Who Benefits from Inflation? The Cantillon Effect
Who was Cantillon? Richard Cantillon was an Irish-French economist known for the Cantillon Effect and for being the author of the great work; Essai sur la Nature du Commerce en Général (Essay on the Nature of Trade in General), a book considered by William Stanley Jevons as: ‘The cradle of political economy’
Cantillon made great contributions to economics, his main work being Essai sur la Nature du Commerce en Général. A treatise that was of great importance for economics. Among his contributions are: his cause and effect methodology, monetary theories, his conception of the entrepreneur as a risk taker and the development of spatial economics. His work had a great influence on fundamental names for the development of economic thought, among them are: Adam Smith and the main names of the physiocratic school of economics, Anne Turgot and François Quesnay.
I could go deeper into the history of this important thinker, but I will focus on one of his most important theories, the Cantillon Effect.
The Cantillon Effect
The name of the effect is a tribute of the British economist Mark Blaug to the developer of the theory, the previously mentioned Richard Cantillon. The effect says that contrary to what many believe, prices do not rise automatically after the increase in the supply of currency, and certainly not equally. What actually happens is that people who receive the new money first will have a temporary increase in purchasing power, at the expense of those who receive it last. The last people to receive this money will have a significant loss of purchasing power. Prices will also not rise equally, as many believe, as people who receive the money first will spend it on specific goods, which causes the prices of some goods and services to rise more than the prices of other goods and services. The great Austrian economist and Nobel Laureate in economics F.A. Hayek compared this monetary expansion with honey:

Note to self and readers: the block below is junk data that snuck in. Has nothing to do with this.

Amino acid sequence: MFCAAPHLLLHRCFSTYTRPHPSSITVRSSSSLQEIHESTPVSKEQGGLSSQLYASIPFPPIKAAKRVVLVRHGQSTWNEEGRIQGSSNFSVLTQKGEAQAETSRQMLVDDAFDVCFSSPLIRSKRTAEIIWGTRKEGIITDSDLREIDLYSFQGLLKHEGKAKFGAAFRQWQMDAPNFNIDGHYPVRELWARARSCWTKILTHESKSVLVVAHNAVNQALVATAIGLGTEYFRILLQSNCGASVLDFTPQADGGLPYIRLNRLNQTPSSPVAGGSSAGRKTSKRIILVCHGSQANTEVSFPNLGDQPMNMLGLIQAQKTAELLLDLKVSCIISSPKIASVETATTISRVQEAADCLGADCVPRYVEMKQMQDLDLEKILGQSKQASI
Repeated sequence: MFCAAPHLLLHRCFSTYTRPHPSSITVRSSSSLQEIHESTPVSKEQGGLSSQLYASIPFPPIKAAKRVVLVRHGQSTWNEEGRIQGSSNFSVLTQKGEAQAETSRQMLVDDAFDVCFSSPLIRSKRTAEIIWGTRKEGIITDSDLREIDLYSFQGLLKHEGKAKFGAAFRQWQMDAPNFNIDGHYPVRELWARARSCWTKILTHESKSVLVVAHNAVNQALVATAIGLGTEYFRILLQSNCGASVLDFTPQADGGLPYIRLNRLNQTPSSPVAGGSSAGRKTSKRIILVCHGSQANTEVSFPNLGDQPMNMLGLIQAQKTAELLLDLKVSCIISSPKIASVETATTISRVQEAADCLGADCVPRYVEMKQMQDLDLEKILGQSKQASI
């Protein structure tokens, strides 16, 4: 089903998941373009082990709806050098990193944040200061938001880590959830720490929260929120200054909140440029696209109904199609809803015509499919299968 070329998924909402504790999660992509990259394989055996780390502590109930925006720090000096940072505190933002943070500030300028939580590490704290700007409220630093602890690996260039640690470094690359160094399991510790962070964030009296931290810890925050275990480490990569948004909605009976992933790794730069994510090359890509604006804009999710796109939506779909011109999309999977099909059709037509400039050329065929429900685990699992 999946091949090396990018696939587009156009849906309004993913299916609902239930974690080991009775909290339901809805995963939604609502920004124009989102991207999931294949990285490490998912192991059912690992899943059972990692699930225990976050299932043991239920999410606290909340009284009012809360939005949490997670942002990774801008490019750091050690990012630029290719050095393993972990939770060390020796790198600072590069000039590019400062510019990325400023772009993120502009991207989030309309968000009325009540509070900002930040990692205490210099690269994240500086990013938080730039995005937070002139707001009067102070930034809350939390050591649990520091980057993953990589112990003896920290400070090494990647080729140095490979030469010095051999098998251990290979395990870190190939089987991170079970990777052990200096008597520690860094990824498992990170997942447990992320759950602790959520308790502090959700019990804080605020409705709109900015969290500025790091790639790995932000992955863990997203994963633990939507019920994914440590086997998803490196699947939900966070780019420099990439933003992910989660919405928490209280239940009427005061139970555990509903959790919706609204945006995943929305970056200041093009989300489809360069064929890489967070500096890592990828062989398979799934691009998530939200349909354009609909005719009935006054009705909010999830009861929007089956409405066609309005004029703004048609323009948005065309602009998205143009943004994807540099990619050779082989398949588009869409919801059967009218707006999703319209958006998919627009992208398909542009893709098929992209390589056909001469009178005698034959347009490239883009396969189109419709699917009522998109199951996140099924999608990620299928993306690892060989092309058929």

‘If you pour honey into the centre of a saucer, it won’t spread evenly right away. It will clump in the middle of the saucer before spreading out.’
The Brazilian Professor of Economics Ubiratan Jorge Iorio, in his work; Ação, Tempo e Conhecimento (Action, Time and Knowledge) explains this phenomenon succinctly:
‘The central idea is that new money enters a specific point of the economic system and, therefore, it is spent on certain specific goods and services, until it gradually spreads throughout the system, as well as any object, when thrown on the surface of a lake, forms concentric circles with progressively larger diameters, or as when honey is poured into the centre of a saucer and it spreads from the mound that forms at the point at which it is being poured (analogies, respectively, of Mises and Hayek). So, some spending and prices change before and others change later, and while monetary change – say, an expansion of credit – is maintained, its irradiation to spending and prices persists in motion.’
I will leave it to the great economist Murray Rothbard in his book What Has Government Done to Our Money? to conclude:
‘Inflation, therefore, does not generate any social benefits; rather, it redistributes wealth to those who got the newly created money first, and all at the expense of those who get it last. Inflation is, in effect, a competition – a competition to see who gets the biggest slice of the newly created money before the others.’